Sex worker clinic moves to SF health center

by Liz Highleyman

Honey Mahogany, left, joined CeeCee Roberts, St. James administrative coordinator; Executive Director Toni Newman; and development officer James Martinez at a November 29 open house at the agency's new Polk Street location. Photo: Liz Highleyman
Honey Mahogany, left, joined CeeCee Roberts, St. James administrative coordinator; Executive Director Toni Newman; and development officer James Martinez at a November 29 open house at the agency's new Polk Street location. Photo: Liz Highleyman  

St. James Infirmary, a peer-based clinic for sex workers and their families, has moved to a new location in the Tenderloin shared with other community health and social services agencies. St. James Infirmary held an open house in the new space Thursday, November 29.

"This is a federally qualified health center with brand new facilities so that we can give our clients high-quality health care with our top-notch therapists and medical team," St. James Infirmary Executive Director Toni Newman told the Bay Area Reporter. "Sex workers deserve the very same care that I get from Kaiser with my gold plan. I want to make sure they feel like I feel when I go see my doctor."

The new offices are located at the San Francisco Community Health Center at 730 Polk Street. The space is also home to Shanti Project and Project Open Hand, which owns the building.

Formerly known as the Asian and Pacific Islander Wellness Center, SFCHC changed its name earlier this year to reflect a broader mission. Executive Director Lance Toma told the B.A.R. in February that the center is "committed to the API community, all communities of color, LGBTQ communities, and really, the queerest among us."

"We are excited to be able to offer space to St. James Infirmary," he said. "Our missions are closely aligned and we share a deep commitment to some of the most marginalized and vulnerable in our community and to provide primary medical and behavioral health care that is grounded in social justice."

An itinerant history
St. James Infirmary, named after sex worker activist Margo St. James, started in 1999 at San Francisco City Clinic on 7th Street and opened its own facility at 1372 Mission Street in 2004, in what became a rapidly gentrifying South of Market neighborhood. When the landlord sold that building and St. James Infirmary was forced to move in 2016, the San Francisco Department of Public Health helped the clinic secure a space on Eddy Street in the Tenderloin, but it proved to be far from ideal.

"We were under an SRO and we had leaks and roaches," Newman told the B.A.R., referring to a single-room-occupancy hotel. "We were there for two and a half years and lost about 40 percent of our clients, including people addicted to drugs and others who didn't feel comfortable hanging out there."

The new Polk Street location features office space, counseling rooms, and a large community space where the open house — combined with an impromptu birthday celebration for Newman — took place. Medical facilities are shared with SFCHC.

In additional to primary medical care, the peer-based organization offers HIV testing and prevention services including PrEP, sexually transmitted disease testing and treatment, gender-affirming therapy for transgender people, mental health care, case management, support groups, and harm reduction services including needle exchange and naloxone to prevent overdoses. It serves people of all genders and sexual orientations and its services are confidential and free of change.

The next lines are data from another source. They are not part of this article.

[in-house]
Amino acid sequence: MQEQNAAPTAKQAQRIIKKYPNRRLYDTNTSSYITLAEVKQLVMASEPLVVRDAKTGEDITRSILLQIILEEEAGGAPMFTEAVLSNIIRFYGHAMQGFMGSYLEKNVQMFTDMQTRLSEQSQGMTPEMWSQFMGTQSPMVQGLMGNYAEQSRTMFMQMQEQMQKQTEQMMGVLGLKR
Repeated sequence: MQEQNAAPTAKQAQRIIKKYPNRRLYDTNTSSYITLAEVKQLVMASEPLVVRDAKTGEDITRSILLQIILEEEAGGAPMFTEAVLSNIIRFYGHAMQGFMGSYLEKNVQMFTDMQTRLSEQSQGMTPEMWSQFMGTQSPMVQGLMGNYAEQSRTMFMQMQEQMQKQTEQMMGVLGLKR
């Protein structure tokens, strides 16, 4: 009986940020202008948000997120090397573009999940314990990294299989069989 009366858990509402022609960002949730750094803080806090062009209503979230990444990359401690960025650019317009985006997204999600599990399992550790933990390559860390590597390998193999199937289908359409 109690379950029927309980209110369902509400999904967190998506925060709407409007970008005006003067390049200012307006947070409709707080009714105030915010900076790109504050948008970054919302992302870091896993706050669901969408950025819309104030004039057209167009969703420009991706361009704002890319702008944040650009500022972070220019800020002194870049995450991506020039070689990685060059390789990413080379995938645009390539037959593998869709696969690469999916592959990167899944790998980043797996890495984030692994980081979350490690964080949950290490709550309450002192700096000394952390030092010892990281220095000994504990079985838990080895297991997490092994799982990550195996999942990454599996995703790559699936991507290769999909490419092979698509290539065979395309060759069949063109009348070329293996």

Gay state Senator Scott Wiener (D-San Francisco) and representatives from Mayor London Breed's office were on hand to present proclamations recognizing St. James Infirmary's pioneering work. Members of the Sisters of Perpetual Indulgence offered a blessing on the new space.

Agency staff explained why having a clinic dedicated to current and former sex workers and their families is so important.

"St. James Infirmary was created by sex workers for sex workers," said clinical director Chuck Cloniger. "When we talked with sex workers about their health needs, they often said that they never told their medical providers about their work. As a medical provider myself, having all the information about a person's life is really important. St. James Infirmary came into being to meet the unique health needs of sex workers and provide a safe place for them to be able to talk about their work and their lives."

Sex workers face an increasingly hostile national climate, including the passage earlier this year of the Senate's Stop Enabling Sex Traffickers Act and the House's Allow States and Victims to Fight Online Sex Trafficking Act, jointly dubbed SESTA/FOSTA. Advocates say the legislation makes it difficult for sex workers to connect with clients via websites and social media and has forced many into more dangerous working situations including street prostitution.

"This has been the most aggressive year of legislation against sex work in my lifetime," St. James Infirmary deputy director Pike Long told the B.A.R. "This kind of legislation and stigma build on each other. So we think it's more important than ever for sex workers to have a safe space, not only to get services, but also to connect with each other, share resources, and find ways to survive."

Raul Hernandez, the agency's community engagement coordinator, stressed that the organization can't do what it does without both the active participation of sex workers and the contribution of volunteers.

For those who want to help, St. James will hold two volunteer orientations this week, one on Thursday, December 6, from 6 to 8 p.m. and another on Friday, December 7, from 10 a.m. to noon (RSVP to or 415-857-2859). Looking further ahead, St. James Infirmary is planning a 20-year anniversary gala June 2.

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